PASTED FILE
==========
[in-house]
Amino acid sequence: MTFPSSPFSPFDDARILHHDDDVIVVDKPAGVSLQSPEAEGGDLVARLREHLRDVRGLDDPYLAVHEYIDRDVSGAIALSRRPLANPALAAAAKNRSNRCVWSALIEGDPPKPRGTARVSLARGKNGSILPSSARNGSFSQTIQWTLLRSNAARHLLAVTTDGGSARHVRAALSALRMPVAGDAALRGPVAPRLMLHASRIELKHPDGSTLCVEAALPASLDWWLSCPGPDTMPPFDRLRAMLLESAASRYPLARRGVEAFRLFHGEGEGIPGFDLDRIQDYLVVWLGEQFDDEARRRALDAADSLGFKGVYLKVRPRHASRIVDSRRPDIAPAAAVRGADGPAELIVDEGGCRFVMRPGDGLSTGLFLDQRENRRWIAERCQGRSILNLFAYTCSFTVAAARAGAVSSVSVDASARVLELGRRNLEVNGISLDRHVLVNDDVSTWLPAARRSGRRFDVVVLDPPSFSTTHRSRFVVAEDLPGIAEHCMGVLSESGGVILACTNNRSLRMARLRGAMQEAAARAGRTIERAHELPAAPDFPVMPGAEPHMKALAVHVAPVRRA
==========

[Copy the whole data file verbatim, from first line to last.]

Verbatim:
[in-house]
Amino acid sequence: MTFPSSPFSPFDDARILHHDDDVIVVDKPAGVSLQSPEAEGGDLVARLREHLRDVRGLDDPYLAVHEYIDRDVSGAIALSRRPLANPALAAAAKNRSNRCVWSALIEGDPPKPRGTARVSLARGKNGSILPSSARNGSFSQTIQWTLLRSNAARHLLAVTTDGGSARHVRAALSALRMPVAGDAALRGPVAPRLMLHASRIELKHPDGSTLCVEAALPASLDWWLSCPGPDTMPPFDRLRAMLLESAASRYPLARRGVEAFRLFHGEGEGIPGFDLDRIQDYLVVWLGEQFDDEARRRALDAADSLGFKGVYLKVRPRHASRIVDSRRPDIAPAAAVRGADGPAELIVDEGGCRFVMRPGDGLSTGLFLDQRENRRWIAERCQGRSILNLFAYTCSFTVAAARAGAVSSVSVDASARVLELGRRNLEVNGISLDRHVLVNDDVSTWLPAARRSGRRFDVVVLDPPSFSTTHRSRFVVAEDLPGIAEHCMGVLSESGGVILACTNNRSLRMARLRGAMQEAAARAGRTIERAHELPAAPDFPVMPGAEPHMKALAVHVAPVRRA